We also know that Syria and Iraq are the geographic armature of the Mideast.
As I have noted in previous essays, sometimes the strategy isn't to control the assets being contested so much as disrupt competitors' enjoyment of the assets and send signals about future costs and consequences.
It is a grave mistake to take any narrative or set of "facts" presented by interested parties as being anything more than propaganda or signaling. Only those on the ground with intelligence on all the other players on the ground have anything close to a useful understanding of the situation, and they can only claim to have a useful understanding if they also possess a deep appreciation of the regional contexts, histories and dynamics that are in play.
In summary: anyone accepting "facts" or narratives from any interested party is being played. It's best to retain a healthy skepticism of all narratives and an equally healthy appreciation of how little we know or can ever know about the full spectrum of events and dynamics in Syria.

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Thursday, April 12, 2018

Why Trade Wars Ignite and Why They're Spreading

The monetary distortions, imbalances and perverse incentives are finally bearing fruit: trade wars.
What ignites trade wars? The oft-cited sources include unfair trade practices and big trade deficits. But since these have been in place for decades, they don't explain why trade wars are igniting now.
To truly understand why trade wars are igniting and spreading, we need to start with financial repression, a catch-all for all the monetary stimulus programs launched after the Global Financial Meltdown/Crisis of 2008/09.
These include zero interest rate policy (ZIRP), quantitative easing (QE), central bank purchases of government and corporate bonds and stocks and measures to backstop lenders and increase liquidity.
The policies of financial repression force risk-averse investors back into risk assets if they want any return on their capital, and brings consumption forward, that is, encourages consumers to borrow and buy now rather than delay purchases until they can be funded with savings.
As Gordon Long and I explain in the second part of our series on Trade Warsfinancial repression generates over-capacity and over-consumption: with credit almost free to corporations and financiers, new production facilities are brought online in the hopes of earning a profit as the global economy "recovers."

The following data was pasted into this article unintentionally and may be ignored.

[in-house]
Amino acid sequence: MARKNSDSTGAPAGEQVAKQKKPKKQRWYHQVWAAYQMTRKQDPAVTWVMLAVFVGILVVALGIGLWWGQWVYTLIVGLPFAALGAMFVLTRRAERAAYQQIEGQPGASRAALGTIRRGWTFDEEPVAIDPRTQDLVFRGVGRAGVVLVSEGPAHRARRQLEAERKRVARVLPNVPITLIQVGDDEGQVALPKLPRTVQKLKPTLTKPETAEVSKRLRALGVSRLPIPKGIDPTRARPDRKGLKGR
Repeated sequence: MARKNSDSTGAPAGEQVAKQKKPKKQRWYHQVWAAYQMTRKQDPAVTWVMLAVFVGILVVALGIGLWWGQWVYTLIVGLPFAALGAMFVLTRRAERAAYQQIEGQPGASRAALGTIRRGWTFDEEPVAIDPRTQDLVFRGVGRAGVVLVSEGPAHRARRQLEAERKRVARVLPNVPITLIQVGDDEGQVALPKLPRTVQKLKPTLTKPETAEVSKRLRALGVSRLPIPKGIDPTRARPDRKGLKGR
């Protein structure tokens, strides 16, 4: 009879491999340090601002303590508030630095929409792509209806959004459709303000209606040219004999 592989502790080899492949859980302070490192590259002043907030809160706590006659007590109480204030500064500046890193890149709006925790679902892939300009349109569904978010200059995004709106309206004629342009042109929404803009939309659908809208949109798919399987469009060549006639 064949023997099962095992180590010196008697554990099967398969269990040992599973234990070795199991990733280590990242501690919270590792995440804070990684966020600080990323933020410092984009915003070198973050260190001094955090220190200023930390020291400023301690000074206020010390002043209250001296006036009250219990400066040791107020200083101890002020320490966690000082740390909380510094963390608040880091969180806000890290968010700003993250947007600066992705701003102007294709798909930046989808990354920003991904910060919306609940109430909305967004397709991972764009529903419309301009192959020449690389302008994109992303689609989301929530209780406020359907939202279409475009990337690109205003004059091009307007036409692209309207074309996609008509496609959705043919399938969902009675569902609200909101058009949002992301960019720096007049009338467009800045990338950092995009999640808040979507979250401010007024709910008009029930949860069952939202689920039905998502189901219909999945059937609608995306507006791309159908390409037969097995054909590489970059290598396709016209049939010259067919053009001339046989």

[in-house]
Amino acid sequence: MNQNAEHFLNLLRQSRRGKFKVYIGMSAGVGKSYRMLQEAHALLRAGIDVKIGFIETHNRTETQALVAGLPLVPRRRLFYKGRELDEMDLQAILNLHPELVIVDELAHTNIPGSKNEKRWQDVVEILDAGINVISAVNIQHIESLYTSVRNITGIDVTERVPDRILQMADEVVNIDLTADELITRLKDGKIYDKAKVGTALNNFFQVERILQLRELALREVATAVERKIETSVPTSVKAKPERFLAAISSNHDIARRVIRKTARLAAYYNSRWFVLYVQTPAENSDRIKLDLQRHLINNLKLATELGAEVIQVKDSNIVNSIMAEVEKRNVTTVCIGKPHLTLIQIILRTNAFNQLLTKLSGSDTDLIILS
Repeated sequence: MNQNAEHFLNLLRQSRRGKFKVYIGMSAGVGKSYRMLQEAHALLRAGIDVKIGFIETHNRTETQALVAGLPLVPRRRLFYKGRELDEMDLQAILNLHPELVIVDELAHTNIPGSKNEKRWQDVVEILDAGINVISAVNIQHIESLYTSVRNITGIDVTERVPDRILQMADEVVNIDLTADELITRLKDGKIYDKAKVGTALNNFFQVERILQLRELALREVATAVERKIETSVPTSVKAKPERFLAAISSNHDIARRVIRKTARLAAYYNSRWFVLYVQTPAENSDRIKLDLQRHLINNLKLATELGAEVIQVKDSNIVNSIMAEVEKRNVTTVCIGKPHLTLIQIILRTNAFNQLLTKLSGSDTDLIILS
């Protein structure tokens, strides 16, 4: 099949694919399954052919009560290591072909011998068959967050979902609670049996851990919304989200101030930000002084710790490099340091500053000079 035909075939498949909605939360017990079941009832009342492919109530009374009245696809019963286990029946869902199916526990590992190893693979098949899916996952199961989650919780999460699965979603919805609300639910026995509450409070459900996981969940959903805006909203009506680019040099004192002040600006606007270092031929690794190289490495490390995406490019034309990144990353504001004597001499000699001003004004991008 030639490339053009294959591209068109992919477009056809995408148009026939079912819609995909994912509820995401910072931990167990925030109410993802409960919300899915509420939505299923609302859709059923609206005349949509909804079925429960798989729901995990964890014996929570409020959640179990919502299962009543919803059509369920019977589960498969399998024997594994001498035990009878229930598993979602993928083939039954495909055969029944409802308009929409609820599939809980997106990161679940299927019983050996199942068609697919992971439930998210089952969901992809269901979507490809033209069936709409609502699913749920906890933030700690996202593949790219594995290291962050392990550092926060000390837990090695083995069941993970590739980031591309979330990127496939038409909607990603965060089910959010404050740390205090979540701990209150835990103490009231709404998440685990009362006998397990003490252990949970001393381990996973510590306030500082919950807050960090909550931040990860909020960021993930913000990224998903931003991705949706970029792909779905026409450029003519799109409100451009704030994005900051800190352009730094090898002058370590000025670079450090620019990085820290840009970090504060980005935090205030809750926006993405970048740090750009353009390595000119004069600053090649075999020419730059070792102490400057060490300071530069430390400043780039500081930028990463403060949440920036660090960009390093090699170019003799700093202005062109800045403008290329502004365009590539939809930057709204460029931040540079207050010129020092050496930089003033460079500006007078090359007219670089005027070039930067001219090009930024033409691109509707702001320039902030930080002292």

Soon there is more productive capacity than there is demand for the good being produced: this is over-capacity, and it leads to over-production, which as a result of supply and demand, leads to a loss of pricing power: producers can't raise prices due to global gluts, so they end up dumping their over-production wherever they can.
If the producers are state-owned enterprises subsidized by governments and central banks, these producers can sell at a loss because their only function is to sustain employment; profitability is a bonus.
Over-capacity, subsidies and over-production force corporations to slash costs to maintain profitability. Cost-cutting is a never-ending process in a world stuffed with too much capacity: labor costs are slashed by offshoring factories and offices; quality is reduced by buying the cheapest low-quality components and scrimping on quality controls, R&D is trimmed and testing is hurried to get the next product cycle out early enough to maintain a slight competitive advantage.
As profits erode due to over-capacity, corporations turn to financial engineering to boost profits: profits come from either accounting trickery or stock buy-backs that reduce the number of outstanding shares.
With credit cheap and profits scarce, corporations borrow to survive.These become zombie corporations, kept alive only by super-low interest rates and ample credit.
Meanwhile, consumers have over-borrowed and over-consumed, taking on more debt than would have been possible in the pre-financial repression days.
As a direct result of these stimulus policies, private and public debt loads are expanding at rates far above the expansion of the real economy. This is why we read that each new dollar of debt is generating almost no real-world gains, as debt service consumes most of the "new money."
Over-capacity leads to some nations over-producing, and cheap, easy credit leads to over-consumption in other nations. Both imbalances are the result of vast distortions in the incentive structure of the global economy, distortions created by the policies of financial repression: zero interest rates, ample liquidity, financial engineering, government subsidies for over-production, central bank policies keeping zombie corporations alive and so on.
As these distortions and imbalances start destabilizing domestic economies, political leaders turn to trade wars to stem the erosion of the domestic economy. Trade wars are the inevitable consequence of monetary stimulus that creates perverse incentives to borrow more than is prudent, over-produce, over-consume and use accounting trickery and financial engineering to maintain the appearance of fiscal health.
The monetary distortions, imbalances and perverse incentives are finally bearing fruit: trade wars.
Were Trade Wars Inevitable?


My new book Money and Work Unchained is $9.95 for the Kindle ebook and $20 for the print edition.
Read the first section for free in PDF format.